Janet Yellen Shares 5 Crypto Lessons

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  • Treasury Secretary Janet Yellen thinks innovation can be positive as long as it’s responsible and does not put people at risk.
  • The economist and educator stressed the importance of the U.S. dollar and the role it plays in the economy.

Check out our four-minute guide to Yellen's latest crypto speech.

Ever since President Biden announced his executive order on crypto, the industry has been on tenterhooks for more detail. People were initially cautiously optimistic because the president recognized cryptocurrency's potential as well as the risk it poses. However, the details will be what matters -- and those will become clearer in the coming months.

In this light, Treasury Secretary Janet Yellen's address to the American University’s Kogod School of Business Center for Innovation took on additional significance. Often portrayed as a crypto skeptic, Yellen's speech echoed Biden's approach. She stressed the potential benefits of innovation and weighed them against the need to protect consumers and the economy.

These are the five lessons Yellen believes apply to this evolving regulatory framework.

1. Responsible innovation can drive positive change

Yellen reminded her audience how much financial services have changed in the past 70 years. Recent developments include the evolution of credit cards and electronic payment systems. Nonetheless, she recognized that inefficiencies in the current system cost Americans money.

She used the example of the transaction times. It often takes two days for paychecks to hit employees' accounts, which can drive people to payday or other high-cost lenders. "Estimates suggest Americans spend $15 billion or more each year on such fees and services -- essentially a tax of about $100 per working American, due mostly to inefficiency, and disproportionately borne by people with lower incomes," Yellen said.

2. It's often society's vulnerable who suffer most in economic crisis

Pointing to the economic crisis that followed the subprime mortgage meltdown, Yellen said, "The resulting economic distress was most acute and long-lasting for Black Americans and other Americans of color." She continued, "We need to ensure that the growth of digital assets does not allow similarly dangerous risks to emerge or lead to disproportionate impacts to vulnerable communities."

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Yellen clearly has stablecoins in her crosshairs. Stablecoins are cryptocurrencies whose value is pegged to another commodity such as the U.S. dollar. Authorities have been concerned for some time that these cryptos are acting like banks without following bank-like regulations. A stablecoin collapse could have a negative impact on the whole economy, so Yellen wants to see legislation that makes these coins more resilient.

She explained that most issuers say their coins are backed by traditional assets, meaning consumers can easily exchange stablecoins back into, say, U.S. dollars. The issue is that there's no way to be sure they have enough in reserve. "In times of stress, this uncertainty could lead to a run," she said.

3. Regulation should be tech neutral -- it's about the risks and activities, not the underlying technology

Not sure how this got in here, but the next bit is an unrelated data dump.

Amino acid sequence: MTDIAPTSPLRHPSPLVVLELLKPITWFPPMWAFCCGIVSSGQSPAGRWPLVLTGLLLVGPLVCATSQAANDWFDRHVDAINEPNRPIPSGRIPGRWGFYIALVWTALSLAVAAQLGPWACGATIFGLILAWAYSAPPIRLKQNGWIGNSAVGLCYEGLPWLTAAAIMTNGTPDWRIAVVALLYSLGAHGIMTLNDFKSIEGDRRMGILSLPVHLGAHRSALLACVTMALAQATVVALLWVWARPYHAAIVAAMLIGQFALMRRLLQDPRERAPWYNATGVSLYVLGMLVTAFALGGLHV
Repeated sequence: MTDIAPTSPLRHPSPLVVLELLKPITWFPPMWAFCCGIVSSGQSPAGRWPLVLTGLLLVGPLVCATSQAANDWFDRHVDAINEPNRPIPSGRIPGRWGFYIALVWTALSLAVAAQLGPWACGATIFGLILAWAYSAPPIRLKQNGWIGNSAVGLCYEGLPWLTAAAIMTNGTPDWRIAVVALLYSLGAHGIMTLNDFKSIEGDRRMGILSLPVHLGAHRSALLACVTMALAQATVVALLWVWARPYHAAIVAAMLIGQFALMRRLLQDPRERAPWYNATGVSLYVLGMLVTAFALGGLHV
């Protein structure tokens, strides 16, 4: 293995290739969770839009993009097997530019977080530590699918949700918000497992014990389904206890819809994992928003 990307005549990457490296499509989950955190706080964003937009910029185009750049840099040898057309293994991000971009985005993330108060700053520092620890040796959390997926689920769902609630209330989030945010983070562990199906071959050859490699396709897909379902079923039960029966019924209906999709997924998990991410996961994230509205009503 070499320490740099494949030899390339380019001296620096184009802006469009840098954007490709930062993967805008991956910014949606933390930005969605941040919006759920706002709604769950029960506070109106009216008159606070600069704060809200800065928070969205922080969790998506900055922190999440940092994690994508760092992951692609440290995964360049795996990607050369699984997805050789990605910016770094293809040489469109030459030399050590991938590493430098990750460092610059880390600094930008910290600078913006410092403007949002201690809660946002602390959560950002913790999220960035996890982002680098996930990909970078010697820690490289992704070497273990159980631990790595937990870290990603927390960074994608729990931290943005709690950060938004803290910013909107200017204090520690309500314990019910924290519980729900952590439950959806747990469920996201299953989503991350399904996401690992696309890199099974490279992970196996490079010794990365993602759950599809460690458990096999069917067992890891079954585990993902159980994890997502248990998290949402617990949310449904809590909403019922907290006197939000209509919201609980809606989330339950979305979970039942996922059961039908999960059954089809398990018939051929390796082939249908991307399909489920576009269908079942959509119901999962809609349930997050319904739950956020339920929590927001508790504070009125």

Yellen hit back at those who argue crypto needs to be handled differently, stressing that things like fraud laws, tax requirements, and privacy rights apply across the board. "It's illegal to evade taxes, launder money, or avoid sanctions. It doesn't matter whether you're using checks, wires, or cryptocurrency," she said.

The process of forming a solid regulatory framework will be driven by understanding the risks, identifying gaps that people are exploiting, and looking for ways to close them.

4. Sovereign money is key to a well-functioning economy

Some crypto extremists believe Bitcoin (BTC) may one day actually replace the dollar. Yellen's brief race through the evolution of the dollar and its importance shows this scenario to be unlikely. She raised several questions related to the creation of a digital dollar and how it would be managed, pointing out that if the U.S. does launch a central bank digital currency or CBDC, the process would take years rather than months.

Yellen took viewers back to the 1700s when the dollar was created to solve the myriad problems created by having various forms of money. She said it had taken centuries to get the dollar to its current form and argued that changes need to be viewed through this lens. "Today, monetary sovereignty and uniform currency have brought clear benefits for economic growth and stability," she said. "Our approach to digital assets must be guided by the appreciation of those benefits."

5. It'll take collaboration and dialogue to move forward

Yellen sought to turn the polarized views that cryptocurrency can generate into a positive. She said that widely diverging perspectives are often associated with transformative technologies. The key, she thinks, is to encourage a thoughtful public and private dialogue between various groups. "Many of the most groundbreaking innovations in our history have involved all of us: policymakers and businesspeople, advocates, scholars, inventors, and citizens," she said.

Bottom line

Yellen's speech didn't reveal any great insights into what shape crypto regulation in the U.S. might take. But it did reveal a lot about the thinking and dialogue that will direct its formation. It's about cautiously embracing the benefits, while also protecting against any fallout.

As Yellen put it: "Digital assets may be new, but many of the issues they present are not. We have enjoyed the benefits of innovation in the past, and we have also confronted some of the unintended consequences."

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